Peter Berger dissects Robert Putnam’s latest book (“American Grace”) over at The American Interest, putting special emphasis on the rise of the so-called “nones” in American society. The “nones” are people without religion who, by virtually all estimations (including, first, the empirical), represent one of the fastest growing demographic cohorts in the country. But why is this happening, and do these people really have no interest in any aspect of faith? Berger disagrees with the narrative, so commonly repeated, that what’s happening is progressive children simply being turned off by their parents’ provincialism:
The two authors [Putnam and Campbell] are very probably correct that, broadly speaking, those who are turned off by Evangelicals and conservative Catholics do so because they don’t like the repressive [n.b. a loaded description in and of itself - could this have affected the survey?] sexual morality of those churches (the sexual abuse crisis in the Roman Catholic Church has not helped). But the “nones” have also exited from mainline Protestantism, which has been much more accommodating to the liberationist ethic. Here, I think, there has been frustration with what my friend and colleague Thomas Luckmann long ago called “secularization from within”—the stripping away of the transcendent dimensions of the Gospel, and its reduction to conventional good deeds, popular psychotherapy and (mostly left -of-center) political agendas. Put differently: My hypothesis implies that some “nones” are put off by churches that preach a repressive morality, some others by churches whose message is mainly secular.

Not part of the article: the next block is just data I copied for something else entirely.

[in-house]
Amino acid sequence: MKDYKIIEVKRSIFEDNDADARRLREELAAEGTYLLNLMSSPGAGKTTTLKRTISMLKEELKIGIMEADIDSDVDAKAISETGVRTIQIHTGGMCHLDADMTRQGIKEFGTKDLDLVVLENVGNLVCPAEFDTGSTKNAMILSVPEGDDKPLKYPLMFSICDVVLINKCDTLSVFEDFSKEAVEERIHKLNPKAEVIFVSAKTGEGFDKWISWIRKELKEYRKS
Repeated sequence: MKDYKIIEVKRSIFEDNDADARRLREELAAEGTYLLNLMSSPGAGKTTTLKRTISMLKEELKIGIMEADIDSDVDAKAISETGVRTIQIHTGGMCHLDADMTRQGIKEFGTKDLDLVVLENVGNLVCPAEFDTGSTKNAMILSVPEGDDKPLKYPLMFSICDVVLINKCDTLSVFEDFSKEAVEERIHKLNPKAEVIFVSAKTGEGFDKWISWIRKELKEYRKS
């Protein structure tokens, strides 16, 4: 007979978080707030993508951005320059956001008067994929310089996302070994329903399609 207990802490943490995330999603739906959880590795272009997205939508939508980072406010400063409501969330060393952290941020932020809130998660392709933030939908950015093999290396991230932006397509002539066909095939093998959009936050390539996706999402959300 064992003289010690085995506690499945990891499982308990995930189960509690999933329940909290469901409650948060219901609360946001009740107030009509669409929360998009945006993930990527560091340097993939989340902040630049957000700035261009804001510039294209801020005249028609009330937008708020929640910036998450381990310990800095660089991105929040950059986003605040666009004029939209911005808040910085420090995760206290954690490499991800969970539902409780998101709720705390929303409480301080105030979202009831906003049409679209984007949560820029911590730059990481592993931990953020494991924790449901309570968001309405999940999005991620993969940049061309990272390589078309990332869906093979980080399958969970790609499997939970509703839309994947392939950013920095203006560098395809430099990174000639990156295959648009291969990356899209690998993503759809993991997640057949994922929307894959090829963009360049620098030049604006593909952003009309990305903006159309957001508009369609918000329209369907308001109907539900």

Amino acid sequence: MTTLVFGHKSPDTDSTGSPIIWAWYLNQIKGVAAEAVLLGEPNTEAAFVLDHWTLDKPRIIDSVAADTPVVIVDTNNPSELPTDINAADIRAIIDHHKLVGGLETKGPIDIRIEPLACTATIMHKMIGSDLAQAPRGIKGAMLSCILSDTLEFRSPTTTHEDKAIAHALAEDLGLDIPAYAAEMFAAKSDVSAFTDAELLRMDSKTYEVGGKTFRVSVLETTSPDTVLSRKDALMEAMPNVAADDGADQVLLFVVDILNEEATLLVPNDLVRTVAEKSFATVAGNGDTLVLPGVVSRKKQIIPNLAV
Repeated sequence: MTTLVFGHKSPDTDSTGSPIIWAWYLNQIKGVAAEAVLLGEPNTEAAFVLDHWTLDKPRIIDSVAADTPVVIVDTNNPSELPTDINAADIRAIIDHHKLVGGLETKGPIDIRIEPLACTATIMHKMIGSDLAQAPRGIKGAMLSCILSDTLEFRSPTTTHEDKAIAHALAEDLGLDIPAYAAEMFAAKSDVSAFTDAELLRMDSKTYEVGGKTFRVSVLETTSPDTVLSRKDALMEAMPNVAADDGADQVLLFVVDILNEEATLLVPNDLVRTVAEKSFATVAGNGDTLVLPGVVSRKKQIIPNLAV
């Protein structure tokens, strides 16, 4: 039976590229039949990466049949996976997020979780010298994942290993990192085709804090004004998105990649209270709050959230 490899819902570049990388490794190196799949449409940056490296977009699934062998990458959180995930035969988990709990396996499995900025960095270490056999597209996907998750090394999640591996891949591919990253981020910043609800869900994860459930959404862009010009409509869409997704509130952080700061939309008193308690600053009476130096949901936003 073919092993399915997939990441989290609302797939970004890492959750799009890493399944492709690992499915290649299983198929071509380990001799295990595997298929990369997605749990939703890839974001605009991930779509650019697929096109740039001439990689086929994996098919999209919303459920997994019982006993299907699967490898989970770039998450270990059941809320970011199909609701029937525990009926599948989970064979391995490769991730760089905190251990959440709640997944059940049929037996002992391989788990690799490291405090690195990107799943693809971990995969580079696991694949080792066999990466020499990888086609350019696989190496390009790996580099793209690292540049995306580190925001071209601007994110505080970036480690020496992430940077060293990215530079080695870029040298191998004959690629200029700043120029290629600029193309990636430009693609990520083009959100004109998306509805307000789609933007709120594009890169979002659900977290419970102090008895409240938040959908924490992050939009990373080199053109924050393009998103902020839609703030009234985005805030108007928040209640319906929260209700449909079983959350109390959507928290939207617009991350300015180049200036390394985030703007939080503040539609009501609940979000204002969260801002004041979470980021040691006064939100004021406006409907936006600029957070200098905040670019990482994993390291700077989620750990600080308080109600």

What then do these people believe?
Find out here.